The Surprising Truth
What Employees Think of GPS Tracking in the Workplace
When we’re lost, GPS apps are a saviour. But how would you react if your boss said you were going to be tracked by GPS while you’re at work? In an independent survey of 500 Australian employees, more than a third revealed that they have used GPS tracking at work.
What they said about it might surprise you.
Perception vs Reality
Employees have sharply divided opinions about GPS tracking.
What’s the No. 1 difference?
How they feel about it. People who haven’t used GPS at work had far more negative views than those who have. Just 11% of the non-GPS users said they like the idea of their boss tracking them compared to 54% of the employees who have used GPS. Meanwhile, only 9% of workplace GPS users dislike the technology, compared to the 47% who also dislike the technology, even though they’ve never used it.
Top Concerns About GPS
Do employees resist being tracked because they have something to hide? Not according to the survey. Privacy was a concern but across the board, transparency was not. In fact, ‘disclosing your location to your employer’ ranked dead last among people’s concerns. Many were most worried by how much data the app might use.
How Much Data Does GPS Use?
Perceptions matter when it comes to GPS tracking. Almost 60% of the employees surveyed said they were worried about how much data a workplace GPS app might use, while just 7% expressed the same concern about personal apps like Facebook—a notorious data hog.
Data usage varies a lot from one app to the next, so taking the time to educate employees about this and, if necessary, offering to pay some of their phone bill could be a worthwhile investment.
How do I find out
how much data my apps use?
Data usage varies significantly from one phone or app to the next, but generally, GPS tracking apps use a very small amount of data—especially when compared to more data-hungry apps like Facebook.
To check how much data your phone apps are using:
iPhone: Go to Settings > Cellular Data Usage
Android: Go to Settings > Connections > Data Usage
Are Employers Breaking the Law?
GPS tracking regulations are not consistent between states and territories—but that could be about to change—which means employers need to pay even closer attention to what the law says about the technology.
Worryingly, more than two-thirds of the employees surveyed were not given any notice before GPS tracking was introduced and 39% of them did not receive this in writing. Both are potential compliance breaches. Another concern is that only 58% of drivers said their employer displayed a notice about GPS tracking in their vehicle. One in ten of the respondents said they were tracked by their employer 24 hours a day.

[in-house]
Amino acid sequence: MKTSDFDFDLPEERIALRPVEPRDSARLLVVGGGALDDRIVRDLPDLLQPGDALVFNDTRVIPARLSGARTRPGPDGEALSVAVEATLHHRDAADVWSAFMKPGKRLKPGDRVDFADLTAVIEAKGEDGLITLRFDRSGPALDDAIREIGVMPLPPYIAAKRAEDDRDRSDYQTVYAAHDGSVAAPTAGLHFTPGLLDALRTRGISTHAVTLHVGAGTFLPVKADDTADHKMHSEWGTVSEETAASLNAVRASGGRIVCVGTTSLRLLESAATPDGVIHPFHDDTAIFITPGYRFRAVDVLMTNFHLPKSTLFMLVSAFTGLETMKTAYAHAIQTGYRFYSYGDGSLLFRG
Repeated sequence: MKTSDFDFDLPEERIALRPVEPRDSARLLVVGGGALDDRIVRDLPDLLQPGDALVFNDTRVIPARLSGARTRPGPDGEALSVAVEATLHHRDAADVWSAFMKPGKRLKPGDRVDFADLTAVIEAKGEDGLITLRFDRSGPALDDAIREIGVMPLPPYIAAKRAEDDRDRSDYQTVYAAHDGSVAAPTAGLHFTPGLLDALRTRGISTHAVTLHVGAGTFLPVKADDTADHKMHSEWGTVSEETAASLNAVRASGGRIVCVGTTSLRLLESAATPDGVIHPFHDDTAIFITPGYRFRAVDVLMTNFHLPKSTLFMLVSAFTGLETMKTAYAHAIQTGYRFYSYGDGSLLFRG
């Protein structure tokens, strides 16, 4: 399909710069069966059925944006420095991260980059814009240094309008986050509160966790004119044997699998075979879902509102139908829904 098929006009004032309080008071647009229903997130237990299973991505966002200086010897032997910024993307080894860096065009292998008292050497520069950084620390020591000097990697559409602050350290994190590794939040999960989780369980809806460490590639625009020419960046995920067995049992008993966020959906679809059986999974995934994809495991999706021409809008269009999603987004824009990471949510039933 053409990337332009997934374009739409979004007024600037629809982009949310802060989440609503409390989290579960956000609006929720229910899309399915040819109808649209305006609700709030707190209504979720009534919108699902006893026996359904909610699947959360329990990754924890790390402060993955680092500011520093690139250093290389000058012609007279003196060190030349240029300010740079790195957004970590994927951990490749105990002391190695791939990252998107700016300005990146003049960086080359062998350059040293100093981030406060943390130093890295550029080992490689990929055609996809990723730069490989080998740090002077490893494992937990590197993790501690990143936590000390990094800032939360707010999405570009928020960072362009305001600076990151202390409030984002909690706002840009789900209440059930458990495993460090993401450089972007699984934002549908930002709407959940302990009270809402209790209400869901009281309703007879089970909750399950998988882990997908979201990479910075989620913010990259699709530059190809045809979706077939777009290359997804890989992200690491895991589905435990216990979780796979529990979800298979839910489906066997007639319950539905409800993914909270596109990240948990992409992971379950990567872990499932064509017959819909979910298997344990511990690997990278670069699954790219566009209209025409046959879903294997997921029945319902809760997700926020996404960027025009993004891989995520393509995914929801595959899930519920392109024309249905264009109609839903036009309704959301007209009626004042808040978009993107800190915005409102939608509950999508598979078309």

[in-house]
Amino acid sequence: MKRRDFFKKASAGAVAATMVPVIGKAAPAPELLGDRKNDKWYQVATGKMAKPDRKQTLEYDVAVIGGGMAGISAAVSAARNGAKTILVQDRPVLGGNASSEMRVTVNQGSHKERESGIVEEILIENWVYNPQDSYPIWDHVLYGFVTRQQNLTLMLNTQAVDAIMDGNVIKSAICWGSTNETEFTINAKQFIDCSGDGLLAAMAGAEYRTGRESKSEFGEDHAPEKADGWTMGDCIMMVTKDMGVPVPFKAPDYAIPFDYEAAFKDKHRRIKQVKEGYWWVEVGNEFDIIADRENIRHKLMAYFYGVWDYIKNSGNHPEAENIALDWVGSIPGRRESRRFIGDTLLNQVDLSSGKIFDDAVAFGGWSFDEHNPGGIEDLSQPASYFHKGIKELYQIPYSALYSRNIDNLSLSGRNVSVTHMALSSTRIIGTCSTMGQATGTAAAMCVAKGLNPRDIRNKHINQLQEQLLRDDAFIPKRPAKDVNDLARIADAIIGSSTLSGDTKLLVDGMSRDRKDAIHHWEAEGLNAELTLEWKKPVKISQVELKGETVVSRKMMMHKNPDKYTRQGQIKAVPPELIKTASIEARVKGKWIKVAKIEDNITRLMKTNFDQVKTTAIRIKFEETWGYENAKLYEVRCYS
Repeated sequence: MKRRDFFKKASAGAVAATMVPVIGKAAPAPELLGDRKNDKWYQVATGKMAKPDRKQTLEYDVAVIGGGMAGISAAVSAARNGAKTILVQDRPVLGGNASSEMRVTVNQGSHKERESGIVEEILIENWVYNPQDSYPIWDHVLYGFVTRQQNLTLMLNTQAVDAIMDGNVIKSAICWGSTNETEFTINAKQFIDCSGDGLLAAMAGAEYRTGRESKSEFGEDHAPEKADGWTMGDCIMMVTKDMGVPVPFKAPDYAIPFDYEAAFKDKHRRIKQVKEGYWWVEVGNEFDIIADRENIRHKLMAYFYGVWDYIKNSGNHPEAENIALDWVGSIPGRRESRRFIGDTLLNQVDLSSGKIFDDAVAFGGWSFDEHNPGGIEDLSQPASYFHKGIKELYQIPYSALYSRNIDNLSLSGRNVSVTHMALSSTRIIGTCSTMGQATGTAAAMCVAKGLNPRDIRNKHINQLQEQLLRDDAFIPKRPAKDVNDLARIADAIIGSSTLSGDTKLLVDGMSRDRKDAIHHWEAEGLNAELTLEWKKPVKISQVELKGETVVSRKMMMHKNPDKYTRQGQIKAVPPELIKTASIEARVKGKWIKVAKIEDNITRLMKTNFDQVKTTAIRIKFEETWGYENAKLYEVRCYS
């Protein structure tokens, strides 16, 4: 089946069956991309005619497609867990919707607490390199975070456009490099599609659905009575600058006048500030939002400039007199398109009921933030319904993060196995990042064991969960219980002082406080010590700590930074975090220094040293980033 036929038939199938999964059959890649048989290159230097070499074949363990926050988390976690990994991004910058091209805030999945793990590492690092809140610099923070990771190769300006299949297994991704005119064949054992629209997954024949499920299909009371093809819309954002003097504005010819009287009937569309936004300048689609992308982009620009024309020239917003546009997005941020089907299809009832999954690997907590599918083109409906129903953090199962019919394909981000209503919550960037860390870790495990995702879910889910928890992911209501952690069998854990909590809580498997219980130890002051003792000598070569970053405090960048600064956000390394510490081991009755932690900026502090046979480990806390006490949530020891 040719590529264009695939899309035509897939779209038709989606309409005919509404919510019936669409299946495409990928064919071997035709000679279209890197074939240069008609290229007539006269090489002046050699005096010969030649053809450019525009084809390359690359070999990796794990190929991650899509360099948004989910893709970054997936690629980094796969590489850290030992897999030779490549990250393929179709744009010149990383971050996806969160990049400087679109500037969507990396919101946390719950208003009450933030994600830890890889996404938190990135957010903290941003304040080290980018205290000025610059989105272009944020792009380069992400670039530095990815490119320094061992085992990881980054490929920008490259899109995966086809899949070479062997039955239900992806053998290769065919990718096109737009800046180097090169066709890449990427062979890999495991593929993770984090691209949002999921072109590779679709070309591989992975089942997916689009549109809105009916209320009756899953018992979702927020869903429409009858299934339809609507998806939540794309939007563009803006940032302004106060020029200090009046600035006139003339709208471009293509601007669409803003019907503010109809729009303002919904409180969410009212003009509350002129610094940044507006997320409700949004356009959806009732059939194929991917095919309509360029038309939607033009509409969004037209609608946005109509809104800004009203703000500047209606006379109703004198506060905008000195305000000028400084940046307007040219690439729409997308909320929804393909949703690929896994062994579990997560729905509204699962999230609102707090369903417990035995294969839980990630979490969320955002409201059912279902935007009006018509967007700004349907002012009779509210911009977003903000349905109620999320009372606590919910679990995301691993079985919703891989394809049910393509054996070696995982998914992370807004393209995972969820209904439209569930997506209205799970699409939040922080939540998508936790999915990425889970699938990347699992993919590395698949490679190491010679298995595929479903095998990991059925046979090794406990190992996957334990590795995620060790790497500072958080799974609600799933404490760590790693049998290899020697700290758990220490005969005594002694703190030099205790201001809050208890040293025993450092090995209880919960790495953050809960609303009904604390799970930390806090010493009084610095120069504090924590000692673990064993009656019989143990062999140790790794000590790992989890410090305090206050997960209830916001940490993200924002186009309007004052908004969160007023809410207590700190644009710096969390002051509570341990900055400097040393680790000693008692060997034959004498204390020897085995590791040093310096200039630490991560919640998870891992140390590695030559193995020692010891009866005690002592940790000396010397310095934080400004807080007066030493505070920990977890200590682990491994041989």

What are Australia’s
GPS tracking laws?
Currently, only New South Wales and Australian Capital Territory have specific laws governing the use of GPS tracking in the workplace. The general rule is that the employee’s right to privacy must be balanced against the employer’s rights to protect property and measure performance.
In addition, in NSW a 14-day written notice period is required before GPS tracking can be introduced. In ACT, employers also have to ask for their employees’ feedback during the notice period, and if they install a GPS tracker into a company vehicle, employers must ensure it has a sign informing the driver they are being tracked.
Test your knowledge of GPS tracking laws.
How Do Employers Use GPS Tracking?
If you ask most people how businesses use GPS tracking, it’s likely the first thing they think of is a branded van fitted with a tracking device, but the survey found that only 50% of employees use the technology this way.
For everyone else, it is embedded into an everyday work app they use on a phone.
Benefits of GPS Tracking
When asked what benefits GPS tracking can bring to the workplace, employees who have used the technology scored it much more favourably than those who have not. There was broad agreement about the top three benefits—tracking travel time, improving safety and promoting accountability—but opinions were split over whether GPS promotes trust and efficiency. The majority of people who have used the technology said it did. Others doubted it would.
Some Employees Have Quit Over GPS Tracking
GPS tracking provokes strong reactions among employees, both negative and positive. Almost 17% of the employees who had not used GPS tracking at work said they would either quit or threaten to quit if it was introduced. This drops to 10% among employees who have used GPS, and only 4% said they actually went through with it. But this only underlines how important it is to get communication right by focusing on what matters most to your workforce and clearly explaining how and why you intend to use the technology.
Is GPS tracking right for your workforce?
Sample: 500 employees throughout Australia were selected and surveyed by PollFish in May 2017. TSheets designed and paid for the survey, but the respondents were not connected to TSheets and the responses were anonymous. For more information and media inquiries please contact media [at] tsheets.com.